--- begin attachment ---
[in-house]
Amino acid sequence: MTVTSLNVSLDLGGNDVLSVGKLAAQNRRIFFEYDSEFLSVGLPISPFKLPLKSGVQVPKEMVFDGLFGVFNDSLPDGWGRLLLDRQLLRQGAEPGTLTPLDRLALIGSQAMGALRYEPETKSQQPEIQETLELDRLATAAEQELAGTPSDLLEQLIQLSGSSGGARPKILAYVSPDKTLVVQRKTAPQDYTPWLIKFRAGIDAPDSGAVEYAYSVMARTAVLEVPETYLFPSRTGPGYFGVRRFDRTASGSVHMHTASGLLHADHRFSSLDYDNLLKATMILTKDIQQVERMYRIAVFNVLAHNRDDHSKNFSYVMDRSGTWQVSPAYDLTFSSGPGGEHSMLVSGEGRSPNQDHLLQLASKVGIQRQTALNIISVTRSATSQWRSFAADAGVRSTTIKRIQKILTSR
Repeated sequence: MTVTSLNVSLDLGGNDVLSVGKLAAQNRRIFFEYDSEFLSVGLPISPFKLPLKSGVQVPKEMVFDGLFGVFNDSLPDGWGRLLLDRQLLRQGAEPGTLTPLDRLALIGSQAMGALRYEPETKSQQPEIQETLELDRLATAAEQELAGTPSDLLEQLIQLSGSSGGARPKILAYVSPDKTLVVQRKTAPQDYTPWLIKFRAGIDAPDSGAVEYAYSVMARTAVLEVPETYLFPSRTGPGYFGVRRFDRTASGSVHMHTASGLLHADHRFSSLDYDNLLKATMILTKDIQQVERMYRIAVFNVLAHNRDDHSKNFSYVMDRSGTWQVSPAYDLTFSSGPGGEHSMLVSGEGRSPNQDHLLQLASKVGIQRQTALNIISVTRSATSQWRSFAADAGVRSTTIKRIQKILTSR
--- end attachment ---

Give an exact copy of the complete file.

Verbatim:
[in-house]
Amino acid sequence: MTVTSLNVSLDLGGNDVLSVGKLAAQNRRIFFEYDSEFLSVGLPISPFKLPLKSGVQVPKEMVFDGLFGVFNDSLPDGWGRLLLDRQLLRQGAEPGTLTPLDRLALIGSQAMGALRYEPETKSQQPEIQETLELDRLATAAEQELAGTPSDLLEQLIQLSGSSGGARPKILAYVSPDKTLVVQRKTAPQDYTPWLIKFRAGIDAPDSGAVEYAYSVMARTAVLEVPETYLFPSRTGPGYFGVRRFDRTASGSVHMHTASGLLHADHRFSSLDYDNLLKATMILTKDIQQVERMYRIAVFNVLAHNRDDHSKNFSYVMDRSGTWQVSPAYDLTFSSGPGGEHSMLVSGEGRSPNQDHLLQLASKVGIQRQTALNIISVTRSATSQWRSFAADAGVRSTTIKRIQKILTSR
Repeated sequence: MTVTSLNVSLDLGGNDVLSVGKLAAQNRRIFFEYDSEFLSVGLPISPFKLPLKSGVQVPKEMVFDGLFGVFNDSLPDGWGRLLLDRQLLRQGAEPGTLTPLDRLALIGSQAMGALRYEPETKSQQPEIQETLELDRLATAAEQELAGTPSDLLEQLIQLSGSSGGARPKILAYVSPDKTLVVQRKTAPQDYTPWLIKFRAGIDAPDSGAVEYAYSVMARTAVLEVPETYLFPSRTGPGYFGVRRFDRTASGSVHMHTASGLLHADHRFSSLDYDNLLKATMILTKDIQQVERMYRIAVFNVLAHNRDDHSKNFSYVMDRSGTWQVSPAYDLTFSSGPGGEHSMLVSGEGRSPNQDHLLQLASKVGIQRQTALNIISVTRSATSQWRSFAADAGVRSTTIKRIQKILTSR